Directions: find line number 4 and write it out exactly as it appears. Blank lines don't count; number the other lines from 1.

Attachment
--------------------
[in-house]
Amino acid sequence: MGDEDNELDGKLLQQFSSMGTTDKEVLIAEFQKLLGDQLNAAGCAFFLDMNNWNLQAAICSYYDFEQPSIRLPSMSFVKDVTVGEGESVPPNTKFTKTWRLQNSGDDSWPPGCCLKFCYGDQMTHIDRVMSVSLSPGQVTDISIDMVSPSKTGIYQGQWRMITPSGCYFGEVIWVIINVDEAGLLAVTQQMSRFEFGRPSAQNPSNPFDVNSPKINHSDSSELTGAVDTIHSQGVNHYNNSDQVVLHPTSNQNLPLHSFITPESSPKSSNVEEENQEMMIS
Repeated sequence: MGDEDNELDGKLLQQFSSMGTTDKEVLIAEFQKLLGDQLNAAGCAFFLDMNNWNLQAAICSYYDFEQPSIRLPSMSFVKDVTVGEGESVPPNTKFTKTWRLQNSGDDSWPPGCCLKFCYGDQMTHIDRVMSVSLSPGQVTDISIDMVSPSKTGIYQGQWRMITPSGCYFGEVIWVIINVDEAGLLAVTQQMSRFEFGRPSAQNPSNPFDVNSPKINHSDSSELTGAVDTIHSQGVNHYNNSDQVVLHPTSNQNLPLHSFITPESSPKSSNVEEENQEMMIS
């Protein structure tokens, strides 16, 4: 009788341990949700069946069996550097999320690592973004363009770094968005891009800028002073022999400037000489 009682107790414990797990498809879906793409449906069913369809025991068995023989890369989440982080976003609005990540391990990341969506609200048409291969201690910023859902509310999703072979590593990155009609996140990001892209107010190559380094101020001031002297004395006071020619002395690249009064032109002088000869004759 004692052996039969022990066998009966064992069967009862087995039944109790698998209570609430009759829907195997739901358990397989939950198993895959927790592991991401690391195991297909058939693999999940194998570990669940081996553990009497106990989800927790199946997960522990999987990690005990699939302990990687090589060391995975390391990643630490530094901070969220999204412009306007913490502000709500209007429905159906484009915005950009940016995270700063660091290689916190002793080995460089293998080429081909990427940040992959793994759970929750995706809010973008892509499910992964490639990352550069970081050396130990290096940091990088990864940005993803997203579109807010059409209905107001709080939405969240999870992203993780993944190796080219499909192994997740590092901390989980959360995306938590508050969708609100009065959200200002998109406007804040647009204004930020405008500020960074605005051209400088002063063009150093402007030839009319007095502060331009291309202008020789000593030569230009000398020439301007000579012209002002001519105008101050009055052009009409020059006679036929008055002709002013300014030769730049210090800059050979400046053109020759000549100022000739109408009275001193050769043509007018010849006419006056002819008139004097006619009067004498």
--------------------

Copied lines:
């Protein structure tokens, strides 16, 4: 009788341990949700069946069996550097999320690592973004363009770094968005891009800028002073022999400037000489 009682107790414990797990498809879906793409449906069913369809025991068995023989890369989440982080976003609005990540391990990341969506609200048409291969201690910023859902509310999703072979590593990155009609996140990001892209107010190559380094101020001031002297004395006071020619002395690249009064032109002088000869004759 004692052996039969022990066998009966064992069967009862087995039944109790698998209570609430009759829907195997739901358990397989939950198993895959927790592991991401690391195991297909058939693999999940194998570990669940081996553990009497106990989800927790199946997960522990999987990690005990699939302990990687090589060391995975390391990643630490530094901070969220999204412009306007913490502000709500209007429905159906484009915005950009940016995270700063660091290689916190002793080995460089293998080429081909990427940040992959793994759970929750995706809010973008892509499910992964490639990352550069970081050396130990290096940091990088990864940005993803997203579109807010059409209905107001709080939405969240999870992203993780993944190796080219499909192994997740590092901390989980959360995306938590508050969708609100009065959200200002998109406007804040647009204004930020405008500020960074605005051209400088002063063009150093402007030839009319007095502060331009291309202008020789000593030569230009000398020439301007000579012209002002001519105008101050009055052009009409020059006679036929008055002709002013300014030769730049210090800059050979400046053109020759000549100022000739109408009275001193050769043509007018010849006419006056002819008139004097006619009067004498």